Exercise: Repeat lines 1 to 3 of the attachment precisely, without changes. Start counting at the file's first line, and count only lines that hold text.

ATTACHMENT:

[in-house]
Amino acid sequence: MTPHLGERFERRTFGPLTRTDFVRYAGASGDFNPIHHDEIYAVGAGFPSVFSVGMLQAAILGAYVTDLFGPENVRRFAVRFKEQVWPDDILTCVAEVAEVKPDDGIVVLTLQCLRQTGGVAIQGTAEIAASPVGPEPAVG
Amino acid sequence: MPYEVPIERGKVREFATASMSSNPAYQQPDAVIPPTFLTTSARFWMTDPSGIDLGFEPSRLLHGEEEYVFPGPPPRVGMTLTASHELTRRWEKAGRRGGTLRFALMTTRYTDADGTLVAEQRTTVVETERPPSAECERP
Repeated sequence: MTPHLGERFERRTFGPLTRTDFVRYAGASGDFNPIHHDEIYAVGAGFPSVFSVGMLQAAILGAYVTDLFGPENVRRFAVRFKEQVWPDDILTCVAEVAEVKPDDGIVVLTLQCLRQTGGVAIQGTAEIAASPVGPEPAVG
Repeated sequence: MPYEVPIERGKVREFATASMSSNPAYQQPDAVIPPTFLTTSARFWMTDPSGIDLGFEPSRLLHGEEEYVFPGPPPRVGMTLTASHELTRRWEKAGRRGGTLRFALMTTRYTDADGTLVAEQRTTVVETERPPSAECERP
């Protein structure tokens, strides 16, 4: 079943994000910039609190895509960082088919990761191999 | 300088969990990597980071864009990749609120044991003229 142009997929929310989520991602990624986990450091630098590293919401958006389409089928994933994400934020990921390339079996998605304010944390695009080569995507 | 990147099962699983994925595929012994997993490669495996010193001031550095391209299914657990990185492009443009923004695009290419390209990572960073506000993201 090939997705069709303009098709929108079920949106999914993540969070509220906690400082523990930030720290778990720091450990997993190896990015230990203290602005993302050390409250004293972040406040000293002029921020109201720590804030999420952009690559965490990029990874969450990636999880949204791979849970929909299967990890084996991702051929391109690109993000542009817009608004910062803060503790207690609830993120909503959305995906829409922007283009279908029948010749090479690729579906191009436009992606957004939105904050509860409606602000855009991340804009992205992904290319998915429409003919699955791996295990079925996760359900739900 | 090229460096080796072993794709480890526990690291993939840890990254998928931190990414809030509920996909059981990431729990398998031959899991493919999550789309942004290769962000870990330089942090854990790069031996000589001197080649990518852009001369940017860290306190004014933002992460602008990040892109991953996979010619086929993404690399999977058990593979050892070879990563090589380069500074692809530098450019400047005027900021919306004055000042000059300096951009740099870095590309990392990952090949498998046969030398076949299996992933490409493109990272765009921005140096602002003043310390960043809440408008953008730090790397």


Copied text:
[in-house]
Amino acid sequence: MTPHLGERFERRTFGPLTRTDFVRYAGASGDFNPIHHDEIYAVGAGFPSVFSVGMLQAAILGAYVTDLFGPENVRRFAVRFKEQVWPDDILTCVAEVAEVKPDDGIVVLTLQCLRQTGGVAIQGTAEIAASPVGPEPAVG
Amino acid sequence: MPYEVPIERGKVREFATASMSSNPAYQQPDAVIPPTFLTTSARFWMTDPSGIDLGFEPSRLLHGEEEYVFPGPPPRVGMTLTASHELTRRWEKAGRRGGTLRFALMTTRYTDADGTLVAEQRTTVVETERPPSAECERP